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Student property resistant to ‘Brexit’ dangers

Student property resistant to ‘Brexit’ dangers

As the amount of days until the EU referendum has now reached single digits many are starting to seriously question what could happen in the event of an exit. Sterling is currently experiencing a torrid time and the markets are volatile as uncertainty grows.

The property market in general has held fairly strong but with the double whammy of the referendum and stamp duty increases concerns have grown quickly about the possibility of a significant slowdown. There was a gold rush of purchases just before the stamp duty deadline and this has seen new purchases for buy-to-let decreasing significantly.

Indeed there are those that believe in the event of a ‘Brexit’ that the property market would be hit hard as foreign investment dries up, and many look to sell up amongst the uncertainty, creating a market with plenty of supply but little demand. These are all legitimate concerns but of course, we don’t actually know what the outcome would be with no precedent set before this event.

With all these concerns in mind it’s time for investors to look towards student accommodation investment which, it is being argued this week, is set to be much more resilient to these market forces than most other BTL opportunities.

Brexit would tighten visa requirements and hike fees for EU students - but any fall in occupancy would be offset by demand from outside the EU, where students are clamouring for spots in UK universities and are willing to pay more for the privilege, the research shows.

“The student accommodation market will potentially prove more resilient to Brexit than commercial property, where there is considerably more uncertainty around occupier decisions,” it says. “If the rental market remains stable, the student accommodation investment market is likely to follow suit and prove less volatile.”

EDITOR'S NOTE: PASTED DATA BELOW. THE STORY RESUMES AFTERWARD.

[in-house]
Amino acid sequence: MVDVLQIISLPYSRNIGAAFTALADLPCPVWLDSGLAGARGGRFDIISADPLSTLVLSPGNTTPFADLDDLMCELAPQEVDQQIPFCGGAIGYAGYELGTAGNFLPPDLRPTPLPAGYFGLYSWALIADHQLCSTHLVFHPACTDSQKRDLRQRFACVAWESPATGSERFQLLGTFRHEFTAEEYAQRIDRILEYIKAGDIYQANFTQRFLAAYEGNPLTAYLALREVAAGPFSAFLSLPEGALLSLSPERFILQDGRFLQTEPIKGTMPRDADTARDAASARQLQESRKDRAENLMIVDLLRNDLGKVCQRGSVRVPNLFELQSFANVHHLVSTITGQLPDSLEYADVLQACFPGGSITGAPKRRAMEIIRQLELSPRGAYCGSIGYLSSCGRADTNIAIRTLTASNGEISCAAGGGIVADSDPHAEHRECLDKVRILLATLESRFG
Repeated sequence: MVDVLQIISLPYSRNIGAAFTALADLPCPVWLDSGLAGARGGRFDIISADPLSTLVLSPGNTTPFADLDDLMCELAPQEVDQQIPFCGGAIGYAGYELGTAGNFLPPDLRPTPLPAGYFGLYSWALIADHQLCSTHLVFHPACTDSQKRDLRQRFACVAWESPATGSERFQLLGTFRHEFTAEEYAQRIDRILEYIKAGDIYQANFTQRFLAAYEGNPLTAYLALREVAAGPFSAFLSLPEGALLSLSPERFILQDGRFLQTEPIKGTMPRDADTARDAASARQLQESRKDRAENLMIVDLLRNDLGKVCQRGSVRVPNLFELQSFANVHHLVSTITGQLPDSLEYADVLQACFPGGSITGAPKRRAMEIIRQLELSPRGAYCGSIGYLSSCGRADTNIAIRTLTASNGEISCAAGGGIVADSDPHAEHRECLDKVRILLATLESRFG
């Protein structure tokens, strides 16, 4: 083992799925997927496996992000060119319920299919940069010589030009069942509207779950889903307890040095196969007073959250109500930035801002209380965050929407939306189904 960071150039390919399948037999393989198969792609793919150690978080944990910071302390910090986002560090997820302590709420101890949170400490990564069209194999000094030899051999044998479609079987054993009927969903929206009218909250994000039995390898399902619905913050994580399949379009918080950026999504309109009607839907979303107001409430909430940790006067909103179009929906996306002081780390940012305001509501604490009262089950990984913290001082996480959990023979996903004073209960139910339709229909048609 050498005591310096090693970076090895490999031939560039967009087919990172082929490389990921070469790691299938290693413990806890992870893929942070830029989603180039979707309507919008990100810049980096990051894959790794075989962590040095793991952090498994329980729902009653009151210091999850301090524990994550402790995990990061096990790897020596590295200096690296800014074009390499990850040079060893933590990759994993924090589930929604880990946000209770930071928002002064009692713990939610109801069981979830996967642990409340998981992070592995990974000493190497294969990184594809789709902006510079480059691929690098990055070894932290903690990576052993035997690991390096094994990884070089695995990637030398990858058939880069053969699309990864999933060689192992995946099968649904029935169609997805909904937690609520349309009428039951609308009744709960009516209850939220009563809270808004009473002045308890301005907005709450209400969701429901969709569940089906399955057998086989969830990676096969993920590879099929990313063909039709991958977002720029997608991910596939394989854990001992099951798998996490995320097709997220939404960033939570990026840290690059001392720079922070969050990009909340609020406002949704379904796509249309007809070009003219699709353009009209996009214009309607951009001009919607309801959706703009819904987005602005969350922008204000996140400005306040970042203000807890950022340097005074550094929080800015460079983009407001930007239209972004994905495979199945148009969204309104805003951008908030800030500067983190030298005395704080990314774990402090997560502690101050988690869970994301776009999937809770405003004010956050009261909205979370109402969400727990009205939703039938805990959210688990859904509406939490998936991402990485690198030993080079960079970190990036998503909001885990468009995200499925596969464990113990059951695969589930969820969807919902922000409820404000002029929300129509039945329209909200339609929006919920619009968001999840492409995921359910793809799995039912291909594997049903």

There are many reasons for this - one of which is the oversubscribed university system. In 2015, there were 7.3 applications from overseas (EU and non-EU) students for each EU student accepted, and 7.9 for each place accepted by a non-EU student - which CBRE says shows that “cost is clearly not the only consideration”.

Lower-ranked universities could be the hardest hit, as in-demand institutions will be more able to backfill places that would have gone to EU nationals.

So while the detailed impact of Brexit is difficult to predict, the industry is in agreement that the sector will survive leaving the EU.

It is a sentiment summed up well by Walter Boettcher, chief economist at Colliers International Student accommodation is a “long-term investment” and will remain an “indispensable part of Britain’s basic educational infrastructure”, whatever happens, he says.

“While investors may take a breath and wait to see the EU referendum outcome, over the longer term, student accommodation will prove resilient.”

This confirms and compounds good news for student property landlords as yields and demand have stayed generally high. The referendum has inspired doom and gloom warnings aplenty but the message seems clear; student property is a long term investment and with students all over the world providing ever-increasing demand for places and accommodation. This should provide reassurance for those already in the market and may spur landlords in other buy-to-let sectors to try it out for themselves.